Last Orders?: A Generations game, ‘Jedi’ is…

Packed, stretched, old, new, dark, light... the latest 'Star Wars' is a full of contradictions, but still produces moments of good cinema...

The rebellion against the rising forces of The First Order and the remnants of the galactic Empire continues and things are not going well for the Rebellion. If the ragtag fleet of resistance fighters is to have any chance against the superior power of the Empire’s fleet and resources, it seems they will have to take some high-stakes risks.

But as disagreements on the extent of those risks threatens to undermine their path forward, Rey is on a mission of her own: to bring back one of the legends of the battle that brought them to this point. Can the legacy of Luke Skywalker save them all, or will the actions of the past lead to an even darker future?


On its release, The Force Awakens was criticised for essentially echoing the events of the original Star Wars, veering in so close to the template that claims of blatantly ‘remaking’ the original movie were somewhat valid…. after so long away from that galaxy far, far away, the refresher course might have been unavoidable but it was embraced a little too tightly. However, The Last Jedi‘s remit wasn’t just to take the baton but to run with it, to not just warm the embers of a classic nostalgia-powered franchise but to send flames skyward again.

There’s also a lot of death here, maybe moreso than any other entry (discounting anonymous planets etc). A few might be expected, a few not and there’s at least one moment where the film wrong-foots audience expectations.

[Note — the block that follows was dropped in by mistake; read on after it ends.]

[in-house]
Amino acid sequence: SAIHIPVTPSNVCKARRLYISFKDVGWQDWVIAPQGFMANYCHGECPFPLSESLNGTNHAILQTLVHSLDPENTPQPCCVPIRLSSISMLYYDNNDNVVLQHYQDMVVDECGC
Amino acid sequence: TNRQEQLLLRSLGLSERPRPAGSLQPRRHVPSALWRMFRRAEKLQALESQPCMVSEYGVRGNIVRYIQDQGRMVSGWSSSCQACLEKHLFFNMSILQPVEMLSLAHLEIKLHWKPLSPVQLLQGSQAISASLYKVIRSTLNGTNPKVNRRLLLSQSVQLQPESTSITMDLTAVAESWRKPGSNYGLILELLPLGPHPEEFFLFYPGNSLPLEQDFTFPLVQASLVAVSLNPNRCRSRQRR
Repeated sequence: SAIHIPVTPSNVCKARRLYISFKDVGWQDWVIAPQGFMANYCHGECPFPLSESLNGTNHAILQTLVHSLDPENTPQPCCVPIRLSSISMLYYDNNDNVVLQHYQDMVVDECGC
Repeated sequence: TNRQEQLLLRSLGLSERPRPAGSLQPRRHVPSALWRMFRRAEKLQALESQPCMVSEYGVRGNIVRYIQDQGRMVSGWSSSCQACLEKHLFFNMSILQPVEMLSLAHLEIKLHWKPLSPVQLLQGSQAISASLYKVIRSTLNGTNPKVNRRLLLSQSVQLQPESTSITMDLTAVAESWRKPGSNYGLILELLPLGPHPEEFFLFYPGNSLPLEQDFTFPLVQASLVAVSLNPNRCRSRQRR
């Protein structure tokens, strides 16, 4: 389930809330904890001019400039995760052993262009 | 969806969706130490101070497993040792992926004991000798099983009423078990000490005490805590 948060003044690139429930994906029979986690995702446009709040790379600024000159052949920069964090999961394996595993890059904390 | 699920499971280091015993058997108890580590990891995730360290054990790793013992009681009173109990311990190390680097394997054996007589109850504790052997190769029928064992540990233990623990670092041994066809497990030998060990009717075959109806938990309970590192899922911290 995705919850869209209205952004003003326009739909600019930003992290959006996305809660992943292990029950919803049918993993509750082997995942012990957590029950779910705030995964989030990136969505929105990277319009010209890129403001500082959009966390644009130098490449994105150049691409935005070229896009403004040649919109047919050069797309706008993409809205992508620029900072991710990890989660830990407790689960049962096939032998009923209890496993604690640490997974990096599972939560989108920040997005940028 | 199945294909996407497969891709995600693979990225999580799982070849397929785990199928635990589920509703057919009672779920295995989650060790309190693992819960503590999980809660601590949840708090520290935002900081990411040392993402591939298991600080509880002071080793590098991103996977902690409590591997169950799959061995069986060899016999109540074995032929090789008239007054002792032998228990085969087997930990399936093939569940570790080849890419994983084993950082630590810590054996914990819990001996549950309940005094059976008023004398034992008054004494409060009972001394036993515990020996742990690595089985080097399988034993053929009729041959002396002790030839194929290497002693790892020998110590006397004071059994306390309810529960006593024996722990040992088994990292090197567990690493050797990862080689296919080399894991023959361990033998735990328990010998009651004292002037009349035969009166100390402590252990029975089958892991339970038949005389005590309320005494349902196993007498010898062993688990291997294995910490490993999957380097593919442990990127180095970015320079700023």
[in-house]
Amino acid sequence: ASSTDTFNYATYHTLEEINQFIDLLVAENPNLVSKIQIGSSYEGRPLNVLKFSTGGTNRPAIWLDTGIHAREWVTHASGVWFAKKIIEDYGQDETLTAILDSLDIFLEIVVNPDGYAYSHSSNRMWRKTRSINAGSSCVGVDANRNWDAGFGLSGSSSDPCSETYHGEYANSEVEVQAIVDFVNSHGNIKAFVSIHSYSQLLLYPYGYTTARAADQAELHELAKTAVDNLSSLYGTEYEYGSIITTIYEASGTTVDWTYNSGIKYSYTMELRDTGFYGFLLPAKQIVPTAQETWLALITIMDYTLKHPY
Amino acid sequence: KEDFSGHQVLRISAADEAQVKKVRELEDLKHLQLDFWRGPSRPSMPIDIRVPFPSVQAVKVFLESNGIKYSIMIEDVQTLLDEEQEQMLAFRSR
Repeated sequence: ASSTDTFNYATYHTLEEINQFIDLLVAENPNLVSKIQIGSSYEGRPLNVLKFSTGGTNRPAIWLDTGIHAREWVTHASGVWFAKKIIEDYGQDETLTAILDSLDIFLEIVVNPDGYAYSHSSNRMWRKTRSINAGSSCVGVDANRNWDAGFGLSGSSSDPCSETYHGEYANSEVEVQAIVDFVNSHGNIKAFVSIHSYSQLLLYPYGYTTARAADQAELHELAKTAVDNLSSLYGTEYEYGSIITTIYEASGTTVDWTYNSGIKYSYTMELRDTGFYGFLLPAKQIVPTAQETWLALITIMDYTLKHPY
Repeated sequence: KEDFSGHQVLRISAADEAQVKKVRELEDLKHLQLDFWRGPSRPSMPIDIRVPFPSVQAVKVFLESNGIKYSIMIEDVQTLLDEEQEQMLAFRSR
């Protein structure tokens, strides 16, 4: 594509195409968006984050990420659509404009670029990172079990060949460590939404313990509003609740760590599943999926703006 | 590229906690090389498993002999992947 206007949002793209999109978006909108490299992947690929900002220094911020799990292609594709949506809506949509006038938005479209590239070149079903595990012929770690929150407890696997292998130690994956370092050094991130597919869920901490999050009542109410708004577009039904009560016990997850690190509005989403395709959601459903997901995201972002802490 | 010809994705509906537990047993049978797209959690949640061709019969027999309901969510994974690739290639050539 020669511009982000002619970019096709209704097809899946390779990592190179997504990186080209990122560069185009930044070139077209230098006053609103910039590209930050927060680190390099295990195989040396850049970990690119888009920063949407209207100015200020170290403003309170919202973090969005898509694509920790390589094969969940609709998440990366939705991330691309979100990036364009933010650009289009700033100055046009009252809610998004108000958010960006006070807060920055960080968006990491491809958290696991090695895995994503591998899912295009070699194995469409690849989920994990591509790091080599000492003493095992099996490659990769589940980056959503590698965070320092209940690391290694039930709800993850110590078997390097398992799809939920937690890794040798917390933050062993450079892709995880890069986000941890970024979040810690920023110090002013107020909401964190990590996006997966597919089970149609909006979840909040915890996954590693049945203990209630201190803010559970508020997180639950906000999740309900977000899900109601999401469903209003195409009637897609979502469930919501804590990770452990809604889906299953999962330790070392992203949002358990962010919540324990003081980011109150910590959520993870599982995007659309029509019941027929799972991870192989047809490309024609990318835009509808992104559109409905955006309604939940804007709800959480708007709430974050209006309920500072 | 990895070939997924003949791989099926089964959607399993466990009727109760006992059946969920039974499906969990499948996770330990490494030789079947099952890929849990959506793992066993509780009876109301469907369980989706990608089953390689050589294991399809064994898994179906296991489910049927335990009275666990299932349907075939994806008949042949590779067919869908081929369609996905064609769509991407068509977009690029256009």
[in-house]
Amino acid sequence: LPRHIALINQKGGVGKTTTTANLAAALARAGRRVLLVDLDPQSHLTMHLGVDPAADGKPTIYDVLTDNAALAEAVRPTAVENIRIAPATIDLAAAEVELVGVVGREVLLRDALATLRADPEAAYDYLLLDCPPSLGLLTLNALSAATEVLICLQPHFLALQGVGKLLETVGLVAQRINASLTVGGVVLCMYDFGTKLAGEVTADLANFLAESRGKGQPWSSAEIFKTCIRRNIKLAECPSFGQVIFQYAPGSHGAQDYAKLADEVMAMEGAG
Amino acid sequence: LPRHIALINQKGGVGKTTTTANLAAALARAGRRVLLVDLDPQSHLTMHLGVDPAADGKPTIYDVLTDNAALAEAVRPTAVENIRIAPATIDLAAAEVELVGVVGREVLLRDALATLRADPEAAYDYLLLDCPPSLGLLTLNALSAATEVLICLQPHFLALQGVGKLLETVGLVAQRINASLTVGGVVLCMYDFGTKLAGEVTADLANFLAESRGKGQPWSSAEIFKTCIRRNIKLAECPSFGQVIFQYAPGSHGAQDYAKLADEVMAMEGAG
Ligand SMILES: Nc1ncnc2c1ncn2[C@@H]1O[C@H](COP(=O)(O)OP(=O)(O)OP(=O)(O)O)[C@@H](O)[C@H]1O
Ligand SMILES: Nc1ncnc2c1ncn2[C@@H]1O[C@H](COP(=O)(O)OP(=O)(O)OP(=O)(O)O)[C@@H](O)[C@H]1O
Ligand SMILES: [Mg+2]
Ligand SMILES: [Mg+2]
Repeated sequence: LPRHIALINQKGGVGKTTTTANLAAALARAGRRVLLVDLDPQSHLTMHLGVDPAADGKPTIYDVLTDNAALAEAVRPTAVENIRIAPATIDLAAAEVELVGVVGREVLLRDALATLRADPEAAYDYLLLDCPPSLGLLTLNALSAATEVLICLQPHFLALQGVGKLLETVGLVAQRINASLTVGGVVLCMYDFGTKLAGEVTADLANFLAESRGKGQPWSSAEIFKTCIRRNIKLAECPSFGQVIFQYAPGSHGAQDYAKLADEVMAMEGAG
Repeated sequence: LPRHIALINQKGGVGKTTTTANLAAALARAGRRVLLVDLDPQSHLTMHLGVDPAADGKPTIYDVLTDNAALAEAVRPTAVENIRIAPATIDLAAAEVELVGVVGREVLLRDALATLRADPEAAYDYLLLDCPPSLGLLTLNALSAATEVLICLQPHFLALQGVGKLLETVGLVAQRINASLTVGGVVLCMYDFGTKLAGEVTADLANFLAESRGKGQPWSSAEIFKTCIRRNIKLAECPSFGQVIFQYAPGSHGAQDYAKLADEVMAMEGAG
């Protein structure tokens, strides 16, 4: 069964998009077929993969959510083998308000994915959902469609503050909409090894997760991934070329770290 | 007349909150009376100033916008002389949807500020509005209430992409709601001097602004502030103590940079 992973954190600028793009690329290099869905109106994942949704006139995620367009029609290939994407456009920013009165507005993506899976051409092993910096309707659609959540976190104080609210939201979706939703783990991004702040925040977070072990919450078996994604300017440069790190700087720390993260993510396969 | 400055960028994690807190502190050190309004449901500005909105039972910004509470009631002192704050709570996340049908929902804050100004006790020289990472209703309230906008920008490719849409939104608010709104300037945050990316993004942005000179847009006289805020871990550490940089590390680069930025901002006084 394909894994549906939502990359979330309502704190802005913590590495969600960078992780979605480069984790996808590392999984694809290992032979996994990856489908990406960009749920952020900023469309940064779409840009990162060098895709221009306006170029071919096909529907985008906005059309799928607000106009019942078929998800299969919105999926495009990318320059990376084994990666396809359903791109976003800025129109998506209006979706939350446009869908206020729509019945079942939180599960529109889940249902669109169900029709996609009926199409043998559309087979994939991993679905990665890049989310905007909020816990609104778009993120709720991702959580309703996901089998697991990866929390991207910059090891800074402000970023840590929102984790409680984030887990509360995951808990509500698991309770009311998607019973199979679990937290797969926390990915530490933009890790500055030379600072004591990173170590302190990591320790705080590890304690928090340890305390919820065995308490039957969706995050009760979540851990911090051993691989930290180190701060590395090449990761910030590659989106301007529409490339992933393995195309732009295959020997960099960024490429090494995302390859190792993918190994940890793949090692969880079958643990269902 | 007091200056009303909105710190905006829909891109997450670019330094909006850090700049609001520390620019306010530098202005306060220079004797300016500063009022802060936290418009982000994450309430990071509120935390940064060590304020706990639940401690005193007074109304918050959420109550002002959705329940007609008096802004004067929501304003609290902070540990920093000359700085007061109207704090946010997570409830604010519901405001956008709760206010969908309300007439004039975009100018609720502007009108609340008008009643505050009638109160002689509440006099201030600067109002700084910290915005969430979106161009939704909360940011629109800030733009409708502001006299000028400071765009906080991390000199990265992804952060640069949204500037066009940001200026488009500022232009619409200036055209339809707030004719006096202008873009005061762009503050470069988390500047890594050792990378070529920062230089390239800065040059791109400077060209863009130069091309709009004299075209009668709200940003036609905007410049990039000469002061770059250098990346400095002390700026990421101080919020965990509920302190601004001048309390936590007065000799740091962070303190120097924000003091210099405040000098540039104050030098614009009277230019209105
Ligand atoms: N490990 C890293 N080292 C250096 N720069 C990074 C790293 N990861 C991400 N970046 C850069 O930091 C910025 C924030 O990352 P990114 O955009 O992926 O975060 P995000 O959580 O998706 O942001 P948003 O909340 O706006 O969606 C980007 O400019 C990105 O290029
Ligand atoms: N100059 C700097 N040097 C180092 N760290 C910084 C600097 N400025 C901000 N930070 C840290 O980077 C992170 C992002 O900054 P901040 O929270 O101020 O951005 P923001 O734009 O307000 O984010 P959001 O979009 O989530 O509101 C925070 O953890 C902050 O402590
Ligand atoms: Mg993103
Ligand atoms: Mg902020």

The result is worth waiting for, but it was easy to predict that it would be a film that would find it hard to please everyone. It’s real predicament is that it tries to do that too much and that means there’s examples of the franchise’s mythological baggage, a Marvel Universe-styled quippery, aspirations of war-story tragedy, set-pieces that can only find so many ways to throw things at each other and a sense of competing priorities.  The Last Jedi‘s problem is not one of familiarity but in the amount of canvas it seeks to accommodate and populate. There’s a big contradiction here as it tries include something for everyone: The galaxy is huge, but the main story itself is pretty thin (essentially, the rebels are on the run, tirelessly pursued and blasted by the Empire as they retreat and Rey tries to find out why Luke Skywalker abandoned his role as Jedi Master). Everything else is pretty but essentially set-decoration and padding. That being said, there are moments where the individual stories are so unconnected that one could envision the 140-minute entry being better played out over a mini-series, allowing each to breathe and feel more part of a whole rather than distractions.  (A side-mission to a galactic casino provides valiant work for the visual-effects wizards but it’s telling when a fifteen-minute-plus set piece could have been removed from the film with a few strokes of a keyboard with little impact to the bigger narrative – there essentially to try and convince us John Boyega’s Finn is pivotal rather than an annex to the main action).